SUMMARY AND CONCLUSIONS

1. The population-based overall annual incidence rate of compensated insurance claims for whiplash injury in Quebec in 1987 was 70 per 100 000 inhabitants. The incidence rate was generally higher among females and people aged 20-24. The overall incidence rate was generally comparable to that of other countries, but much lower than that found in Saskatchewan where the rate may be as high as 700 per 100 000. A possible explanation for this difference between the two provinces may lie in the contrasting no-fault insurance system in Quebec and tort system in Saskatchewan.

2. Female gender, older age, married/cohabital status and a greater number of dependents were the sociodemographic factors associated with a longer time of absence for whiplash. Being in a severe collision, in a vehicle other than a car or taxi, in a collision other than rear-end and not using a seat belt were the collision-related factors associated with a longer time of absence. The presence of multiple injuries was also an important prognostic factor.

3. Rear-end collisions and having one or more dependents were associated with a higher rate of relapse or recurrence of symptoms of whiplash subjects.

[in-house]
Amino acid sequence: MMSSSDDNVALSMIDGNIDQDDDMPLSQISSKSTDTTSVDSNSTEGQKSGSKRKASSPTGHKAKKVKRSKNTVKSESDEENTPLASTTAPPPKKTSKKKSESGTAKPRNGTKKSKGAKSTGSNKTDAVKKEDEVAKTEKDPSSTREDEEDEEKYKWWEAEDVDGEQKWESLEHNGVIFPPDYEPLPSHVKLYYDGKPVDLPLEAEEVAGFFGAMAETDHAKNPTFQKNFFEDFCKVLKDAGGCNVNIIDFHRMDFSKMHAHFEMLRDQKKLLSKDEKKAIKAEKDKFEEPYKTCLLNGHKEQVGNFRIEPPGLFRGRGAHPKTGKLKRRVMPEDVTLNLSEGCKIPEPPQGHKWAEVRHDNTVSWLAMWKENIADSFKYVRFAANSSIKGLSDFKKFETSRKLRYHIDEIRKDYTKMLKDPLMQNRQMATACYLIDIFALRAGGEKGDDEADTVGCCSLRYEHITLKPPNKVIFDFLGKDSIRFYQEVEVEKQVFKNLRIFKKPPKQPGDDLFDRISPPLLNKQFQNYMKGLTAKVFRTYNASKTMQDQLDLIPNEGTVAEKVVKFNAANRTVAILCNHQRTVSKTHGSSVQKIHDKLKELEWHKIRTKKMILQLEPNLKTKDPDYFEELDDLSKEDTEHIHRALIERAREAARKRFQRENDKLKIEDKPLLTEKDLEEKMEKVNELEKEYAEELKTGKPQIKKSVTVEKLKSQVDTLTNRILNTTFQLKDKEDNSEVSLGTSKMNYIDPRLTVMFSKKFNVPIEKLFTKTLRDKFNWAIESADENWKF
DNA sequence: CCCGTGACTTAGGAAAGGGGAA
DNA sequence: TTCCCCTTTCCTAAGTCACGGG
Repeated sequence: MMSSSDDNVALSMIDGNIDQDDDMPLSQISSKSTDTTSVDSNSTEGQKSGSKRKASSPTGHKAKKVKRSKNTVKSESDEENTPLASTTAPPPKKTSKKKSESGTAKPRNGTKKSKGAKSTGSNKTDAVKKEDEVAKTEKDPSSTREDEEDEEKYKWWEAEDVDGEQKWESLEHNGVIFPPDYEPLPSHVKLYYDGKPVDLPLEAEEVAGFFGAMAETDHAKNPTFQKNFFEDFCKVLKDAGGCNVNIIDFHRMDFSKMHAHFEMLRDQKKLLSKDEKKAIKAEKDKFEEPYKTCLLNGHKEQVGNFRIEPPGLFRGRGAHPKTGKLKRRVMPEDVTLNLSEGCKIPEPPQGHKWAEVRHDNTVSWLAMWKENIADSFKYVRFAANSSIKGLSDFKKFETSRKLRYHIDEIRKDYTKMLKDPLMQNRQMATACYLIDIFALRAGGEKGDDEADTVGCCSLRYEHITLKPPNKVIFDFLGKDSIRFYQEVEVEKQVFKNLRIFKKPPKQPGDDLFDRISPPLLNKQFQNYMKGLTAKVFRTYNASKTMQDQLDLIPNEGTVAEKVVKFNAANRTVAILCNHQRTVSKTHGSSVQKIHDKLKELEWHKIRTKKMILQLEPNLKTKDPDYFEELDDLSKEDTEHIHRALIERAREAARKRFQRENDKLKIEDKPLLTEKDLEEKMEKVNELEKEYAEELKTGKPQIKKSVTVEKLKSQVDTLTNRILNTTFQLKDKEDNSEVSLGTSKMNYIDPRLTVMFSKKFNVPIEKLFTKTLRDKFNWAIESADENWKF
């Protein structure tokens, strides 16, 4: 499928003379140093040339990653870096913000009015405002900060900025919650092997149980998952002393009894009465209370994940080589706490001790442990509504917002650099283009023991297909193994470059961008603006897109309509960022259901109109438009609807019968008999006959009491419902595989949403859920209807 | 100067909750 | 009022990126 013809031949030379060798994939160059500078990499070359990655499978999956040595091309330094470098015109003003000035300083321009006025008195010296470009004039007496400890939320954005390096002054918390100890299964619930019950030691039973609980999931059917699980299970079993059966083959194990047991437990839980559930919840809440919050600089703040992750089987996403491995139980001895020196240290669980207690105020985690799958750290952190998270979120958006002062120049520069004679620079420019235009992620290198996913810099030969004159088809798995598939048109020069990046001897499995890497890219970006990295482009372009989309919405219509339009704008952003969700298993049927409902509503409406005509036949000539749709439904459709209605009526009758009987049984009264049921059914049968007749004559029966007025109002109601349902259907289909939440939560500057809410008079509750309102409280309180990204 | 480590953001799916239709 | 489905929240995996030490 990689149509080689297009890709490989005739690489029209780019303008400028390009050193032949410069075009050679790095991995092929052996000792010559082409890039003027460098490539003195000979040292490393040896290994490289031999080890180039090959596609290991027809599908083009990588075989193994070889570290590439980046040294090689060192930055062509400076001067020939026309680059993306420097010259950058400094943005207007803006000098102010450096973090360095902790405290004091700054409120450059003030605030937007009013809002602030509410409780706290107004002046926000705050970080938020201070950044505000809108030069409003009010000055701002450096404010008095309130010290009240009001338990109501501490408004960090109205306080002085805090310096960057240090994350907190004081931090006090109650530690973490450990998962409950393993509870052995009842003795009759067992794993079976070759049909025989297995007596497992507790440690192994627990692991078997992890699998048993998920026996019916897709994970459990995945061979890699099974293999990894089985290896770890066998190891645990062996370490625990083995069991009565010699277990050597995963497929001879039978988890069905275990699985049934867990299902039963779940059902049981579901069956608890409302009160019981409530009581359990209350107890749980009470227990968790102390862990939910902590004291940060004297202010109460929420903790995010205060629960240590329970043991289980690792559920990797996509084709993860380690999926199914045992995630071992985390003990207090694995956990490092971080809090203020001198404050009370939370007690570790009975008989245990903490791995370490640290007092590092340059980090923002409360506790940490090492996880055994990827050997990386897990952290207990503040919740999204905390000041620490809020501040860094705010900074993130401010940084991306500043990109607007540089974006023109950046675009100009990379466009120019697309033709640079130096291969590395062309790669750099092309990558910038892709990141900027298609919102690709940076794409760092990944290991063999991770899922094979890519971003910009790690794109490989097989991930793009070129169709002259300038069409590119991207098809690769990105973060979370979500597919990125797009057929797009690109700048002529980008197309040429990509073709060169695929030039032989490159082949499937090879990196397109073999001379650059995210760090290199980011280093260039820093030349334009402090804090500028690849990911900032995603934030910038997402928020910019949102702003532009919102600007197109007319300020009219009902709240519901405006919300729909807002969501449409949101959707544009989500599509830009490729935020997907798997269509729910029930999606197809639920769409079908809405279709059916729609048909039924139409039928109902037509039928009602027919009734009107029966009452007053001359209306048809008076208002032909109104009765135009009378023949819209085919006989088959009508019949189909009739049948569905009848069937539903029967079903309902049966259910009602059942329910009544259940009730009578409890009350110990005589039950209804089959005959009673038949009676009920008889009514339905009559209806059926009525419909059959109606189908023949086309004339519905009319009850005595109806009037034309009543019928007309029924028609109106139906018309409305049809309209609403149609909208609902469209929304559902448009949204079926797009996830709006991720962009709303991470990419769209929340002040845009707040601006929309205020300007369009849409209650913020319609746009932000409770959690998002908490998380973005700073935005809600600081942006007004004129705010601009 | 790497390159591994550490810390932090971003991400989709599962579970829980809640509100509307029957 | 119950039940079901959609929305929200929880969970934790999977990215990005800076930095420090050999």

4. Of the more than 18 million Canadian dollars paid out by the SAAQ to the 1987 cohort of 4757 whiplash subjects, over 70% was paid for the replacement of regular income. Thus, the main portion of the total cost incurred by the SAAQ for whiplash is directly related to the duration of compensation.

5. The 26% of subjects with only a whiplash injury whose absence lasted between two and six months accounted for 38.5% of the costs, while the remaining 12.5% of patients still compensated six months after the collision accounted for 46% of the total costs paid out by the SAAQ. For the patients with multiple injuries besides whiplash, 15.3% of patients were still compensated six months after the event and they accounted for 60.4% of the total costs. Therefore, the financial burden of whiplash injury to the SAAQ results from the small number of persons who became chronic.